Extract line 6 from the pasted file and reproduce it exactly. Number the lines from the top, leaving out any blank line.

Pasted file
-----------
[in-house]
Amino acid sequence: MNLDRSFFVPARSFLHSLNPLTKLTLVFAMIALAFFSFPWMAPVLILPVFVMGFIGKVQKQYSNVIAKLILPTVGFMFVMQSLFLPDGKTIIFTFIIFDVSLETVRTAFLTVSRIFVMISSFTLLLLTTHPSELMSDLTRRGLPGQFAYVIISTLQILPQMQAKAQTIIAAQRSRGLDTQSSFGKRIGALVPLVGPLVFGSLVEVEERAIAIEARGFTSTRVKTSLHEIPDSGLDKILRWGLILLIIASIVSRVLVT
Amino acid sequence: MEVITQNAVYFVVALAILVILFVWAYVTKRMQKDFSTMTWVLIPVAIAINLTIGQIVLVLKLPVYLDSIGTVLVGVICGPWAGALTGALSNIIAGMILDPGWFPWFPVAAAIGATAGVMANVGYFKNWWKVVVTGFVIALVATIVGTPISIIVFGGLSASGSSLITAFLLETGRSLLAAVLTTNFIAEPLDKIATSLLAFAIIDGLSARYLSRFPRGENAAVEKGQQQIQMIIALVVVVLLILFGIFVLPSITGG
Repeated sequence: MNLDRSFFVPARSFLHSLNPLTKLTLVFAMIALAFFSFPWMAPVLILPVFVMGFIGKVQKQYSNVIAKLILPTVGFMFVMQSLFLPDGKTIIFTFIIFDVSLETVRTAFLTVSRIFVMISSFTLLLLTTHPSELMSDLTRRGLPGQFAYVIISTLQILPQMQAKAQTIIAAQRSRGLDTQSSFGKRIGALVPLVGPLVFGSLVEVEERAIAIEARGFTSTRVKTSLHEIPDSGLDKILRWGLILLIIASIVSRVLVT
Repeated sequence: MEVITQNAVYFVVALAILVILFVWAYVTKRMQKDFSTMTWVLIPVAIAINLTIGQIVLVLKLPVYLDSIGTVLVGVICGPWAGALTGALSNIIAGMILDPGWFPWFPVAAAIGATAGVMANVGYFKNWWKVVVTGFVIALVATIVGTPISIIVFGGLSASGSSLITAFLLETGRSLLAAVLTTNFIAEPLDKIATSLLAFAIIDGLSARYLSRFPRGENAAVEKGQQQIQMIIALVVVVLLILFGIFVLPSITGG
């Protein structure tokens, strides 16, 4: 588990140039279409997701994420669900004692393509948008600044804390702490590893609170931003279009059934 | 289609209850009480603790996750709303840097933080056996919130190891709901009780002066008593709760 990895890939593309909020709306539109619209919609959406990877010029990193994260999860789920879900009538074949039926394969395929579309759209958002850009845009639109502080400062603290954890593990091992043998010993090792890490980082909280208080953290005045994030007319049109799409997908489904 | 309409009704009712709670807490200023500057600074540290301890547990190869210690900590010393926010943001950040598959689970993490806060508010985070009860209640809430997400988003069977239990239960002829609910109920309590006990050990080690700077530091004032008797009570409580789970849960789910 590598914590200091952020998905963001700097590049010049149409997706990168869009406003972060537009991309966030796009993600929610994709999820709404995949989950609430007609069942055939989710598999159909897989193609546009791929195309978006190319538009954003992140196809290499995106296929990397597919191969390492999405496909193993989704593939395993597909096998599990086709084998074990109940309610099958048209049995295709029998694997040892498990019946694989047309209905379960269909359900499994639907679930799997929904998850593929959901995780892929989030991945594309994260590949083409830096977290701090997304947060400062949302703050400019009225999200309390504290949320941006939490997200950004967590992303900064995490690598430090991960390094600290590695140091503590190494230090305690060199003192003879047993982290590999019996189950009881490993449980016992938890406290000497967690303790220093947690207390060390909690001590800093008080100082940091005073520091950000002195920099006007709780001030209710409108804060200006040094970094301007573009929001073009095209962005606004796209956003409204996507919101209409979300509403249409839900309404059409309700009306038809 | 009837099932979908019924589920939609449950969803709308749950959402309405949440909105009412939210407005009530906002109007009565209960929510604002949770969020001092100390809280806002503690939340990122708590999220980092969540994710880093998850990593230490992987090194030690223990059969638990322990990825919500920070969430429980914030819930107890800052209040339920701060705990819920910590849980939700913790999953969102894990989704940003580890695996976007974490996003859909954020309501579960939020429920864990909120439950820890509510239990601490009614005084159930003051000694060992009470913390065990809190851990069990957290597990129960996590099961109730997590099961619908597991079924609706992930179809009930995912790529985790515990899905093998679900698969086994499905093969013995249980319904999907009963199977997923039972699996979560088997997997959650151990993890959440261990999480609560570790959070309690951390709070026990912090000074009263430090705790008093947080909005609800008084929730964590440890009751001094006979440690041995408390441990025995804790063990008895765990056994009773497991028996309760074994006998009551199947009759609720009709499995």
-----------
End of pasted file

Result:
């Protein structure tokens, strides 16, 4: 588990140039279409997701994420669900004692393509948008600044804390702490590893609170931003279009059934 | 289609209850009480603790996750709303840097933080056996919130190891709901009780002066008593709760 990895890939593309909020709306539109619209919609959406990877010029990193994260999860789920879900009538074949039926394969395929579309759209958002850009845009639109502080400062603290954890593990091992043998010993090792890490980082909280208080953290005045994030007319049109799409997908489904 | 309409009704009712709670807490200023500057600074540290301890547990190869210690900590010393926010943001950040598959689970993490806060508010985070009860209640809430997400988003069977239990239960002829609910109920309590006990050990080690700077530091004032008797009570409580789970849960789910 590598914590200091952020998905963001700097590049010049149409997706990168869009406003972060537009991309966030796009993600929610994709999820709404995949989950609430007609069942055939989710598999159909897989193609546009791929195309978006190319538009954003992140196809290499995106296929990397597919191969390492999405496909193993989704593939395993597909096998599990086709084998074990109940309610099958048209049995295709029998694997040892498990019946694989047309209905379960269909359900499994639907679930799997929904998850593929959901995780892929989030991945594309994260590949083409830096977290701090997304947060400062949302703050400019009225999200309390504290949320941006939490997200950004967590992303900064995490690598430090991960390094600290590695140091503590190494230090305690060199003192003879047993982290590999019996189950009881490993449980016992938890406290000497967690303790220093947690207390060390909690001590800093008080100082940091005073520091950000002195920099006007709780001030209710409108804060200006040094970094301007573009929001073009095209962005606004796209956003409204996507919101209409979300509403249409839900309404059409309700009306038809 | 009837099932979908019924589920939609449950969803709308749950959402309405949440909105009412939210407005009530906002109007009565209960929510604002949770969020001092100390809280806002503690939340990122708590999220980092969540994710880093998850990593230490992987090194030690223990059969638990322990990825919500920070969430429980914030819930107890800052209040339920701060705990819920910590849980939700913790999953969102894990989704940003580890695996976007974490996003859909954020309501579960939020429920864990909120439950820890509510239990601490009614005084159930003051000694060992009470913390065990809190851990069990957290597990129960996590099961109730997590099961619908597991079924609706992930179809009930995912790529985790515990899905093998679900698969086994499905093969013995249980319904999907009963199977997923039972699996979560088997997997959650151990993890959440261990999480609560570790959070309690951390709070026990912090000074009263430090705790008093947080909005609800008084929730964590440890009751001094006979440690041995408390441990025995804790063990008895765990056994009773497991028996309760074994006998009551199947009759609720009709499995």